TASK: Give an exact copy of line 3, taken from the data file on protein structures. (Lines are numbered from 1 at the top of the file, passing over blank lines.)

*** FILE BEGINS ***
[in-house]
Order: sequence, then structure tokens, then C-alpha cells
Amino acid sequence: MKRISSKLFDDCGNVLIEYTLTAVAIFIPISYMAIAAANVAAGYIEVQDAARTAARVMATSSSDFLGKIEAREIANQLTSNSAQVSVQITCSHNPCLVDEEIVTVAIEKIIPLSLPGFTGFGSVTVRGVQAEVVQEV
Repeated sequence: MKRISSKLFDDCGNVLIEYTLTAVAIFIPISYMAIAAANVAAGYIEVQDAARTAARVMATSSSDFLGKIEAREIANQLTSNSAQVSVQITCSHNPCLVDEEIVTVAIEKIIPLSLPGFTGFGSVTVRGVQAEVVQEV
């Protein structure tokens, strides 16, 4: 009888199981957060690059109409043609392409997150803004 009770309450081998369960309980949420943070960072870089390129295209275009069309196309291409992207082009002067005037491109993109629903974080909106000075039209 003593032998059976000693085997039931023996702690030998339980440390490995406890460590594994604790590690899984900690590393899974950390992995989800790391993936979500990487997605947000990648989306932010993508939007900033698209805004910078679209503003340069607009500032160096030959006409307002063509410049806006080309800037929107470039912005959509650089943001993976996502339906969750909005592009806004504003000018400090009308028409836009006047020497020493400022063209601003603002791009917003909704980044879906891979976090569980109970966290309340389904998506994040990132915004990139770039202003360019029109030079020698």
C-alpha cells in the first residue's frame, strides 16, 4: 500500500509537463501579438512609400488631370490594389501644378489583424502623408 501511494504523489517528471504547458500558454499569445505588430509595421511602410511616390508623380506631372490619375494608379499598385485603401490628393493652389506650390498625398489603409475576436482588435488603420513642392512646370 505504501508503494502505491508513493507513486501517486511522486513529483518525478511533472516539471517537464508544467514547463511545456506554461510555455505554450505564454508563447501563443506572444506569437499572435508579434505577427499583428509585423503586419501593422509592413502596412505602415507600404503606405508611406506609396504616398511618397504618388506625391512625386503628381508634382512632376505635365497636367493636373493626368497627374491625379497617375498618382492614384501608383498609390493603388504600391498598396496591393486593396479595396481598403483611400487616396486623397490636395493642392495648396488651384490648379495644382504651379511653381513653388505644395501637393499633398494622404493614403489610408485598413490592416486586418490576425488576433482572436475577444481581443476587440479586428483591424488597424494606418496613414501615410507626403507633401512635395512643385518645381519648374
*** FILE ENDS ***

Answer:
Amino acid sequence: MKRISSKLFDDCGNVLIEYTLTAVAIFIPISYMAIAAANVAAGYIEVQDAARTAARVMATSSSDFLGKIEAREIANQLTSNSAQVSVQITCSHNPCLVDEEIVTVAIEKIIPLSLPGFTGFGSVTVRGVQAEVVQEV